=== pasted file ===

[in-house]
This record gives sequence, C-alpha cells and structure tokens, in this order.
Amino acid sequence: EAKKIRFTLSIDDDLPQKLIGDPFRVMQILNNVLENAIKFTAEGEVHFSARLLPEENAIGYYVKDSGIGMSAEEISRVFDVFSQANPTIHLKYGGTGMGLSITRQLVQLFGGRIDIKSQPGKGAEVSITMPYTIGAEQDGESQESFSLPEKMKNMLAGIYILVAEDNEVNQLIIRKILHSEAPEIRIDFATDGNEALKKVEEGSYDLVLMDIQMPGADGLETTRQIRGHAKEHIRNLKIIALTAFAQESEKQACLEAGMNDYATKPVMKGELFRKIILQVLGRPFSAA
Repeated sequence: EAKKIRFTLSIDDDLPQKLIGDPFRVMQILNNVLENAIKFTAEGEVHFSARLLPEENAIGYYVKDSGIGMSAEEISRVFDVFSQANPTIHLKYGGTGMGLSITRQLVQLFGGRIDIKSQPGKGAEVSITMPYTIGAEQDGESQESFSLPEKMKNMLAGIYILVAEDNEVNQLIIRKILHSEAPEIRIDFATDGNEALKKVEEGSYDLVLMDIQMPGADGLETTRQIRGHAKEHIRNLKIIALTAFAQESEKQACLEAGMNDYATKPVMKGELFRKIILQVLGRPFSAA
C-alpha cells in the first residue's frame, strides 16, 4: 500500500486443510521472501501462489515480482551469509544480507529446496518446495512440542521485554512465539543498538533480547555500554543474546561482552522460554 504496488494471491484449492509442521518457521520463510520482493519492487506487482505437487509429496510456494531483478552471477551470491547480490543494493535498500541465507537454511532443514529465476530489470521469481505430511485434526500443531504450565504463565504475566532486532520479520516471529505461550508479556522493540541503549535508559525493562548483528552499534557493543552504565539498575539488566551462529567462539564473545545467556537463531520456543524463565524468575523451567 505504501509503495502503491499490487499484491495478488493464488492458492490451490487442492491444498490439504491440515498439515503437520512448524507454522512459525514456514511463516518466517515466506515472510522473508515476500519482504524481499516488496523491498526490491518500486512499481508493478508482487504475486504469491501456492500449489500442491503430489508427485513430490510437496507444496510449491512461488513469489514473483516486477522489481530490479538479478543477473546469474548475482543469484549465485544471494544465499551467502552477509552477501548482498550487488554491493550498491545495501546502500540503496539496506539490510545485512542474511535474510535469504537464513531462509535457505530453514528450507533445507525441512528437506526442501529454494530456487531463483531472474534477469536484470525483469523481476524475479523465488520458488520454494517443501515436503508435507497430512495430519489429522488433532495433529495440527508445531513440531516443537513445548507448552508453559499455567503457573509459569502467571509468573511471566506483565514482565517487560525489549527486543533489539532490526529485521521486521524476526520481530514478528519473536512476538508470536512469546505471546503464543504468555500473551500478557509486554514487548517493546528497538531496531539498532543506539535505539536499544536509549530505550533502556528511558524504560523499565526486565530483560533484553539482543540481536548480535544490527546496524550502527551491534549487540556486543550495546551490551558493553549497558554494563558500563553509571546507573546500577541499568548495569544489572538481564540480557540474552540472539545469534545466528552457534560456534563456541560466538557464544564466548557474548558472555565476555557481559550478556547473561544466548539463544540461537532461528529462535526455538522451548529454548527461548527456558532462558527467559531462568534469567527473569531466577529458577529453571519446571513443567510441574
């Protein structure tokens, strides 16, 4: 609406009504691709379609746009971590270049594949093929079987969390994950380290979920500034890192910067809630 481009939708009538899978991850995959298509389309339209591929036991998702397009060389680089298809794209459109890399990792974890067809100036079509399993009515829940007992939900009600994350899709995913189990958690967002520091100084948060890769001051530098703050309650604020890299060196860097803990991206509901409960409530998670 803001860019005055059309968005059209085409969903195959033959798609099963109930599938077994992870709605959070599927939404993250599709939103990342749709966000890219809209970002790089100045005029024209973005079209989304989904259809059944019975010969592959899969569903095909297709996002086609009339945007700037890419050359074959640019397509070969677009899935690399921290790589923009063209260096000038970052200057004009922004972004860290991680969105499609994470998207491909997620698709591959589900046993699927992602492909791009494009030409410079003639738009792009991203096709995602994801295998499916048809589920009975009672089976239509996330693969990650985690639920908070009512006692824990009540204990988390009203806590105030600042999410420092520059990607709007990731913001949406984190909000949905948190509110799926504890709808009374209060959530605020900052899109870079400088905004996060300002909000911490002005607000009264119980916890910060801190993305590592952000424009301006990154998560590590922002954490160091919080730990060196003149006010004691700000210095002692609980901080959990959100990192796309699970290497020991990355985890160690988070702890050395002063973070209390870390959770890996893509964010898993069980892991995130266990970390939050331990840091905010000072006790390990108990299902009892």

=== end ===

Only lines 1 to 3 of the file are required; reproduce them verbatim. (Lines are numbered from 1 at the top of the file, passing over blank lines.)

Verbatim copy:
[in-house]
This record gives sequence, C-alpha cells and structure tokens, in this order.
Amino acid sequence: EAKKIRFTLSIDDDLPQKLIGDPFRVMQILNNVLENAIKFTAEGEVHFSARLLPEENAIGYYVKDSGIGMSAEEISRVFDVFSQANPTIHLKYGGTGMGLSITRQLVQLFGGRIDIKSQPGKGAEVSITMPYTIGAEQDGESQESFSLPEKMKNMLAGIYILVAEDNEVNQLIIRKILHSEAPEIRIDFATDGNEALKKVEEGSYDLVLMDIQMPGADGLETTRQIRGHAKEHIRNLKIIALTAFAQESEKQACLEAGMNDYATKPVMKGELFRKIILQVLGRPFSAA